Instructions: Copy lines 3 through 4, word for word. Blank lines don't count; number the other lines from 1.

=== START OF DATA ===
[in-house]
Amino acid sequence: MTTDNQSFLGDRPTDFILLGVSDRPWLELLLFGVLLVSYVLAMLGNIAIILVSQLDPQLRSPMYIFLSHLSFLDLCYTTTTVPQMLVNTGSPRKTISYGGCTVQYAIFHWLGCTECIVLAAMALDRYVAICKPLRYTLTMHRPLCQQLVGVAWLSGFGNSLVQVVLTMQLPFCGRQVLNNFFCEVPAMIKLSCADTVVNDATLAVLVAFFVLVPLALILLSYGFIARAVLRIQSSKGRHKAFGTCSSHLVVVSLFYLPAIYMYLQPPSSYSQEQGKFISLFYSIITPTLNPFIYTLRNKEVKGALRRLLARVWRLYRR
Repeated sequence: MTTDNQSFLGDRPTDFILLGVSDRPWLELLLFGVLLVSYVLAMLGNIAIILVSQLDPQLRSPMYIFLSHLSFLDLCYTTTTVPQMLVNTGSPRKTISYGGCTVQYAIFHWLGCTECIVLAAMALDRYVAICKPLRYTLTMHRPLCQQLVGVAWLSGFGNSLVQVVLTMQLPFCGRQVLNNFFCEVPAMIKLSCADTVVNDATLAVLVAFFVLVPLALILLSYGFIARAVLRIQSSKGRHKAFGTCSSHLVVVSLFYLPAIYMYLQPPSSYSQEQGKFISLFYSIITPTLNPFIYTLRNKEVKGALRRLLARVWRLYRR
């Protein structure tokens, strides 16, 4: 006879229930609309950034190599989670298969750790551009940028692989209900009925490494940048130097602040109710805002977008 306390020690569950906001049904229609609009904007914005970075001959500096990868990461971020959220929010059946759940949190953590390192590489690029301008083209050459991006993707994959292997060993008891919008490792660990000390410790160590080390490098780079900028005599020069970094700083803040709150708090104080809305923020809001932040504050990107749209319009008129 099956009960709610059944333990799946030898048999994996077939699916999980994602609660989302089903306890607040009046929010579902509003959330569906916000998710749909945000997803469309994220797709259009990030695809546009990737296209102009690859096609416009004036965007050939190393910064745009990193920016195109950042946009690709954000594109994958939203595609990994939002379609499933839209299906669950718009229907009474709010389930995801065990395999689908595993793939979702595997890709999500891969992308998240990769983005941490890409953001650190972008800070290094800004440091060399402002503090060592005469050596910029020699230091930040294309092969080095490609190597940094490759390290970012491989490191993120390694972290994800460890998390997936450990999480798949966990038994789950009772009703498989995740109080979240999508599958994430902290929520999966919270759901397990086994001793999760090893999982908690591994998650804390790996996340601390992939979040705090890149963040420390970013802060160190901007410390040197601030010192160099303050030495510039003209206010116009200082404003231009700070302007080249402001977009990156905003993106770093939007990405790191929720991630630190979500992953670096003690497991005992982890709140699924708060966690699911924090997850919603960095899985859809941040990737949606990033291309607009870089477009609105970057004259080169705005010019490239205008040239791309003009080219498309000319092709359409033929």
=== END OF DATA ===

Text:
Repeated sequence: MTTDNQSFLGDRPTDFILLGVSDRPWLELLLFGVLLVSYVLAMLGNIAIILVSQLDPQLRSPMYIFLSHLSFLDLCYTTTTVPQMLVNTGSPRKTISYGGCTVQYAIFHWLGCTECIVLAAMALDRYVAICKPLRYTLTMHRPLCQQLVGVAWLSGFGNSLVQVVLTMQLPFCGRQVLNNFFCEVPAMIKLSCADTVVNDATLAVLVAFFVLVPLALILLSYGFIARAVLRIQSSKGRHKAFGTCSSHLVVVSLFYLPAIYMYLQPPSSYSQEQGKFISLFYSIITPTLNPFIYTLRNKEVKGALRRLLARVWRLYRR
């Protein structure tokens, strides 16, 4: 006879229930609309950034190599989670298969750790551009940028692989209900009925490494940048130097602040109710805002977008 306390020690569950906001049904229609609009904007914005970075001959500096990868990461971020959220929010059946759940949190953590390192590489690029301008083209050459991006993707994959292997060993008891919008490792660990000390410790160590080390490098780079900028005599020069970094700083803040709150708090104080809305923020809001932040504050990107749209319009008129 099956009960709610059944333990799946030898048999994996077939699916999980994602609660989302089903306890607040009046929010579902509003959330569906916000998710749909945000997803469309994220797709259009990030695809546009990737296209102009690859096609416009004036965007050939190393910064745009990193920016195109950042946009690709954000594109994958939203595609990994939002379609499933839209299906669950718009229907009474709010389930995801065990395999689908595993793939979702595997890709999500891969992308998240990769983005941490890409953001650190972008800070290094800004440091060399402002503090060592005469050596910029020699230091930040294309092969080095490609190597940094490759390290970012491989490191993120390694972290994800460890998390997936450990999480798949966990038994789950009772009703498989995740109080979240999508599958994430902290929520999966919270759901397990086994001793999760090893999982908690591994998650804390790996996340601390992939979040705090890149963040420390970013802060160190901007410390040197601030010192160099303050030495510039003209206010116009200082404003231009700070302007080249402001977009990156905003993106770093939007990405790191929720991630630190979500992953670096003690497991005992982890709140699924708060966690699911924090997850919603960095899985859809941040990737949606990033291309607009870089477009609105970057004259080169705005010019490239205008040239791309003009080219498309000319092709359409033929």